The five big supermarket chains promised to cut carbon emissions in their operations by 2030 during the United Nations Climate Change Conference (COP26) taking place in Glasgow.
Leaders from Co-Op, Marks & Spencer, Sainsbury’s, Tesco and Waitrose all said they would do their part in helping to save the environment by trimming food waste, reducing packaging and using innovative practices to eliminate harmful gases in their vehicles. And they will force themselves to do it based on science, not promises.
“As CEOs of leading UK food retailers, we recognise that a future without nature is a future without food,” CEOs from the retailers said in a joint statement. “By 2030 we need to halt the loss of nature.”
Many already have taken steps to ensure that will happen, including cutting the use of single-use plastic items, holding suppliers to higher standards and partnering with organisations such as FareShare to further sustainability efforts.
The UK has become a standard-bearer at the Summit as part of a coalition of 45 countries aimed at protecting the environment and ensuring that farmers also utilise measures that are progressive. SkyNews reports that around £3 billion will be poured into more sustainable measures to keep crops growing year-round – such as vertical farming – and can be resistant to changes in the environment.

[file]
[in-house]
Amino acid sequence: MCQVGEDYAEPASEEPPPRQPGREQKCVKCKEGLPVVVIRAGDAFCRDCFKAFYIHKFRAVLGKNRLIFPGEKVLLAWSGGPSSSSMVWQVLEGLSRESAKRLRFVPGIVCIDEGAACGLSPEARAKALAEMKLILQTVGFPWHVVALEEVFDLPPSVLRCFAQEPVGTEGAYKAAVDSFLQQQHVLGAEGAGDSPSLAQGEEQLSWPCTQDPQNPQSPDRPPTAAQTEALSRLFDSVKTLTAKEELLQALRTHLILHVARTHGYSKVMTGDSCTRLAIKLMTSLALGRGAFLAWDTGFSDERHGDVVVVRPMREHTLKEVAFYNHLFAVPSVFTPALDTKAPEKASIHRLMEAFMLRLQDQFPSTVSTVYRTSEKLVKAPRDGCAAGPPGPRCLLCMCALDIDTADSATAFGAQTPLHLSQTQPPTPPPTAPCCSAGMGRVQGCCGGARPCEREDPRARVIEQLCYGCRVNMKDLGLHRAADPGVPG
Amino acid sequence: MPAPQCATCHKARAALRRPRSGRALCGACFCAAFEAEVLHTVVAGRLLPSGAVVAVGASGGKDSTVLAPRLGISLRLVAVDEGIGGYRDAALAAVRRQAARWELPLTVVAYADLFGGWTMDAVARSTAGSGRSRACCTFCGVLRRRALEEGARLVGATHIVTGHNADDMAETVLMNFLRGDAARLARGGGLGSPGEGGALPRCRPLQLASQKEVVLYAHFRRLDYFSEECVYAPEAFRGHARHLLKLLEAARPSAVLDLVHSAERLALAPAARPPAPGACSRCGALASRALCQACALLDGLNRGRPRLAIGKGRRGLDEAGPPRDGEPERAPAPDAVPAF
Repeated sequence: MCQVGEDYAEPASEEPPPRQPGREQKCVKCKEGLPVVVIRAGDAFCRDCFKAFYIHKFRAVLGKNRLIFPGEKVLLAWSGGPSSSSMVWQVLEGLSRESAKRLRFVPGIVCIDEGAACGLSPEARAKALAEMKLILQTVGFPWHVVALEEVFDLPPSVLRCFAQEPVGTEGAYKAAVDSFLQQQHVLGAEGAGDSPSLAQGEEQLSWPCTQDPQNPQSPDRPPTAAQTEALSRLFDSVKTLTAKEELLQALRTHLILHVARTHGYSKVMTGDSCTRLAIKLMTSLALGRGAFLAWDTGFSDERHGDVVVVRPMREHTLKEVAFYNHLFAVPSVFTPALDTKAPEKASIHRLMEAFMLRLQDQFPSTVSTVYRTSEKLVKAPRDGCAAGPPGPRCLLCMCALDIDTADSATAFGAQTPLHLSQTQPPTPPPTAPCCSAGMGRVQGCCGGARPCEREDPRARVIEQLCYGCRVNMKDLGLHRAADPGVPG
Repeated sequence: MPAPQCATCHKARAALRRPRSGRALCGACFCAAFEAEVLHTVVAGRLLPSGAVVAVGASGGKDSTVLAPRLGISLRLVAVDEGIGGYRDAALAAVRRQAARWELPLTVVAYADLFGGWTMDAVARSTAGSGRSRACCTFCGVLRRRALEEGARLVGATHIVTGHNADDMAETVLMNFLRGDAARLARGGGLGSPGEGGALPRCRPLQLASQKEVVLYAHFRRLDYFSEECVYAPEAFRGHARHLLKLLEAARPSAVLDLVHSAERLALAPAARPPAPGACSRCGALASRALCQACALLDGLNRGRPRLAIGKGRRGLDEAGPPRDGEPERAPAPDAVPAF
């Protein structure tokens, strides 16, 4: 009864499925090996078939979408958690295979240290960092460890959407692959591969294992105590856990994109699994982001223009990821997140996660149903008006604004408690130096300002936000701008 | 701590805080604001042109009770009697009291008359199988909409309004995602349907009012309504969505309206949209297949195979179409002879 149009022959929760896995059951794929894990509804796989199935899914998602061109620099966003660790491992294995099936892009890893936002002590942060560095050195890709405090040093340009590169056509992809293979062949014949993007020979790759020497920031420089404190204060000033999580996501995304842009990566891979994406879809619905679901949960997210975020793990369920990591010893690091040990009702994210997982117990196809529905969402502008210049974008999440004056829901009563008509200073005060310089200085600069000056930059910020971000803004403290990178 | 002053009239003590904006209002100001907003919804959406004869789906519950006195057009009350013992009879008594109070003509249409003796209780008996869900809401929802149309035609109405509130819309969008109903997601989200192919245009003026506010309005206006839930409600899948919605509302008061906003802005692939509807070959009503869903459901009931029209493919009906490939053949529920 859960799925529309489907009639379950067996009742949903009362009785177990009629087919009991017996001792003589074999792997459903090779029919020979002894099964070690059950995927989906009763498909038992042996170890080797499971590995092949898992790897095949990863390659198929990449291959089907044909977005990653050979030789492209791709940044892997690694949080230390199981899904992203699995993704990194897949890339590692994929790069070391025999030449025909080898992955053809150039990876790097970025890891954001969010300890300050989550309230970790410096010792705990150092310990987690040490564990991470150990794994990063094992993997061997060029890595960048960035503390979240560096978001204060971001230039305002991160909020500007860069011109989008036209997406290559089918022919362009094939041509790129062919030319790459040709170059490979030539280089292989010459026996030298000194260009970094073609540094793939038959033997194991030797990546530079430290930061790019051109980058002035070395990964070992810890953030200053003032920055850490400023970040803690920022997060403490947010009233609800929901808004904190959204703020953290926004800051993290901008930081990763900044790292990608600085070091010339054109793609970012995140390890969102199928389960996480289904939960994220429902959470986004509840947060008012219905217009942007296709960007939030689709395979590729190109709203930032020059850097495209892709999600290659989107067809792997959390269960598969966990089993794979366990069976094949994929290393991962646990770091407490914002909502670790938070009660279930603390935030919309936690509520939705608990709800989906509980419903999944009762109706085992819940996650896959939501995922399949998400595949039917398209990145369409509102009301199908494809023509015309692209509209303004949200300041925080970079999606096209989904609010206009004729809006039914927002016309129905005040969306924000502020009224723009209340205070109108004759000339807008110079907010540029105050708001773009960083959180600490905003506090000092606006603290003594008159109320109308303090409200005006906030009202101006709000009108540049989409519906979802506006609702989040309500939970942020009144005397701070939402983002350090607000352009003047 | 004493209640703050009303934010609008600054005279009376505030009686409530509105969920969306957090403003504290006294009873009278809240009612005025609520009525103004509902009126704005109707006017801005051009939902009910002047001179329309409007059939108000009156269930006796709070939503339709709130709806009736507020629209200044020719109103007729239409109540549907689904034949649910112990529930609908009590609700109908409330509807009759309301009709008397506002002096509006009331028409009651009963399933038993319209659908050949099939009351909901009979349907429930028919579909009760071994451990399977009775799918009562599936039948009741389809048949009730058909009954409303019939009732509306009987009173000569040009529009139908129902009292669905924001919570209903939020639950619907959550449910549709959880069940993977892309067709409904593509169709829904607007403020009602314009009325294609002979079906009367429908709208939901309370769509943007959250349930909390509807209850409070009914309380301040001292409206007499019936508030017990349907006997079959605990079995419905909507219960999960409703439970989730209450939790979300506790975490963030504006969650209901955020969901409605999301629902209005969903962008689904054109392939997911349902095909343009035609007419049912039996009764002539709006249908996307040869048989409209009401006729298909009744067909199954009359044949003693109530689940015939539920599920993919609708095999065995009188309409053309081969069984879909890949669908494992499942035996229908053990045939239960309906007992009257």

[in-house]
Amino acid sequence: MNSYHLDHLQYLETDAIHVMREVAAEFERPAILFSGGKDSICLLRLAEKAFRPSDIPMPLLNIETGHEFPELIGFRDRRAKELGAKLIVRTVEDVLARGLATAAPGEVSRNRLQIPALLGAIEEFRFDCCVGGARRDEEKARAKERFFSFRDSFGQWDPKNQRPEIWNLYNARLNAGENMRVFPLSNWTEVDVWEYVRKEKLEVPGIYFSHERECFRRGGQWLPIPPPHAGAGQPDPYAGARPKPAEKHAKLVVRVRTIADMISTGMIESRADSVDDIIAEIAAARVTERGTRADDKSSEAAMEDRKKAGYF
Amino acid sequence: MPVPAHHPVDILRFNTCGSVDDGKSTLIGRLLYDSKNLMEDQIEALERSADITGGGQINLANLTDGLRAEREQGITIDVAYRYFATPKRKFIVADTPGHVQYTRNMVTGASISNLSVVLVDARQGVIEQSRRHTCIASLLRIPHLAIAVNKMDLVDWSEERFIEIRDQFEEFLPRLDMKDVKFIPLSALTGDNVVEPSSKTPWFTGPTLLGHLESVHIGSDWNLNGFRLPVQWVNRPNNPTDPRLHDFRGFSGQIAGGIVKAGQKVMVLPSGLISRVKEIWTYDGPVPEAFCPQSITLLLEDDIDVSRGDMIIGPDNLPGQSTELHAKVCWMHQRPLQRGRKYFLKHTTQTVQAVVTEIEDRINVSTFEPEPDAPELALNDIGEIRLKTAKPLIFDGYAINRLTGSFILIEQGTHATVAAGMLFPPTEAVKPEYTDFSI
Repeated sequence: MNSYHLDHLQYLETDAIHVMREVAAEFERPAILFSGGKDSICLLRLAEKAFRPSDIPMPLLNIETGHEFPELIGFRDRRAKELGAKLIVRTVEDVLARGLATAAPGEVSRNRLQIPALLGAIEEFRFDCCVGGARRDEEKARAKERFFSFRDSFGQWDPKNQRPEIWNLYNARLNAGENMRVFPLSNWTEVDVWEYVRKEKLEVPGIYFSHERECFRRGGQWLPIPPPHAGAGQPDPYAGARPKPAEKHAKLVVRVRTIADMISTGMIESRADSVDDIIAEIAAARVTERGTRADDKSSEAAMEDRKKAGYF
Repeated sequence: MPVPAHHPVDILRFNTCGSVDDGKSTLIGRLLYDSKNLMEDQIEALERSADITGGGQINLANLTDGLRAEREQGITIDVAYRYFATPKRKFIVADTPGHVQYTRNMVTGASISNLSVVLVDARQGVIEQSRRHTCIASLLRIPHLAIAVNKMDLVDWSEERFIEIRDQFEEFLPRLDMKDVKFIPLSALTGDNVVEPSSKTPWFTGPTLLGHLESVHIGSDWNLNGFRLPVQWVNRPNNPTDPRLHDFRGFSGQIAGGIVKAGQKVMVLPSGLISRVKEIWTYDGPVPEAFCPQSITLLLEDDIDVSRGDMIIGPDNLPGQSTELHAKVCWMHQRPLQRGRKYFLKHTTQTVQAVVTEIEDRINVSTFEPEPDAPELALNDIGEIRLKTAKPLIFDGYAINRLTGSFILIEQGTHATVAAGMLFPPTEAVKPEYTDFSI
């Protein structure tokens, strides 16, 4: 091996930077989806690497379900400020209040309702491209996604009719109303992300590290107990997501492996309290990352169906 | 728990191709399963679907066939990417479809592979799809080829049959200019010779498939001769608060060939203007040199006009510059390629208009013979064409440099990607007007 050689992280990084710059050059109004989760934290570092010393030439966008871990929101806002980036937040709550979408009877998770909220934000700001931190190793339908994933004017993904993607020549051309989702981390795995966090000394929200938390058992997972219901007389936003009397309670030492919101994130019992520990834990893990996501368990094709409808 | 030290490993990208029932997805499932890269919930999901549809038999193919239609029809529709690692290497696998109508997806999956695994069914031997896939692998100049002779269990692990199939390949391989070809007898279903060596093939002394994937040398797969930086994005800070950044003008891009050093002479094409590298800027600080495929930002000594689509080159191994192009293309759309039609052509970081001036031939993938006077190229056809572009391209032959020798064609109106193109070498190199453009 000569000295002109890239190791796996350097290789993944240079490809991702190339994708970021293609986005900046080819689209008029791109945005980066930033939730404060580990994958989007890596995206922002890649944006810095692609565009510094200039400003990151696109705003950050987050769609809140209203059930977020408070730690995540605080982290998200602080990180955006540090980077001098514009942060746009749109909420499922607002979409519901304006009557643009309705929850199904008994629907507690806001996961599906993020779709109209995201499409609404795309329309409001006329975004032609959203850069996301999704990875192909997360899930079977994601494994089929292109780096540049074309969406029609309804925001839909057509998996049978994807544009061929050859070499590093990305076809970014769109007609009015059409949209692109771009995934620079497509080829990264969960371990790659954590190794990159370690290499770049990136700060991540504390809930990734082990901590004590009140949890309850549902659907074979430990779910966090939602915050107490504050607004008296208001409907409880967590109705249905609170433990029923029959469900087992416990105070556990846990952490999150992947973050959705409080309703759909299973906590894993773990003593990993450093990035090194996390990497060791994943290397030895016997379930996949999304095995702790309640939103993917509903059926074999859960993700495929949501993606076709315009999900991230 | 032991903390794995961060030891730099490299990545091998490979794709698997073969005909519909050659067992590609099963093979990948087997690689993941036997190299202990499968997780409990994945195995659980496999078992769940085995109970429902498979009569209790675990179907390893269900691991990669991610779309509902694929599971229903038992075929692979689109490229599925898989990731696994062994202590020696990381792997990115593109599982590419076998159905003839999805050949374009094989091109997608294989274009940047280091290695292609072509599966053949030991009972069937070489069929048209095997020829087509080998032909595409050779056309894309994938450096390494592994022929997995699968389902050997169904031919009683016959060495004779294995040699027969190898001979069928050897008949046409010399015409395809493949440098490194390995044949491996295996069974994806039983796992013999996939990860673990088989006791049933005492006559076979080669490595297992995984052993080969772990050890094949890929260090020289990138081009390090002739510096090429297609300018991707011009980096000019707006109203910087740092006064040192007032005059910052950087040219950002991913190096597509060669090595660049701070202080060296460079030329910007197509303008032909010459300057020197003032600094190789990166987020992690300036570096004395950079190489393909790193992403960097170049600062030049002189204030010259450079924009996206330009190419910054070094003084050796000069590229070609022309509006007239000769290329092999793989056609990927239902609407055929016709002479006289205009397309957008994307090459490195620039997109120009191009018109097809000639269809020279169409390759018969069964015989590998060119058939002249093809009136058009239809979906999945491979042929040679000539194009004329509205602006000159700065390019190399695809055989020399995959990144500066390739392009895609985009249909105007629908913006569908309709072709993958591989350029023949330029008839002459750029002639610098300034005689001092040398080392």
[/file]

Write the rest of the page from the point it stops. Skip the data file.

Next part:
An additional 20 countries – including the UK through a £500 million investment – said they are committed to protecting global resources, notably working to prevent deforestation.
All of this work comes as the world struggles to overcome the COVID-19 pandemic, with supply chains being overwhelmed and challenged. Still, leaders at the Summit pressed the need to keep the future in sight, especially large supermarket chains
“Food production is one of the biggest threats to our planet and we will only tackle the climate and nature emergency if food retailers play their part,” World Wildlife Fund CEO Tanya Steele said. “The promises these CEOs have made are game-changing and we hope other food retailers will follow in their footsteps, so that every shopper can be confident that the products they buy aren’t fuelling the climate crisis and pushing precious wildlife closer to the brink.”
According to a report from the BBC, the food supply chain is one of the worst offenders when it comes to environmental impact, with its emissions ravaging natural habitats more than the commercial airline industry.
“Consumers are increasingly vocal about imported food that’s connected to deforestation overseas, and governments and companies are hearing this message,” said Matt Williams, programme lead at the Energy and Climate Intelligence Unit. “These government pledges to change how they incentivise farmers, and supermarket promises to cut their impact, can serve up a result that’s good for people, nature, and the climate.”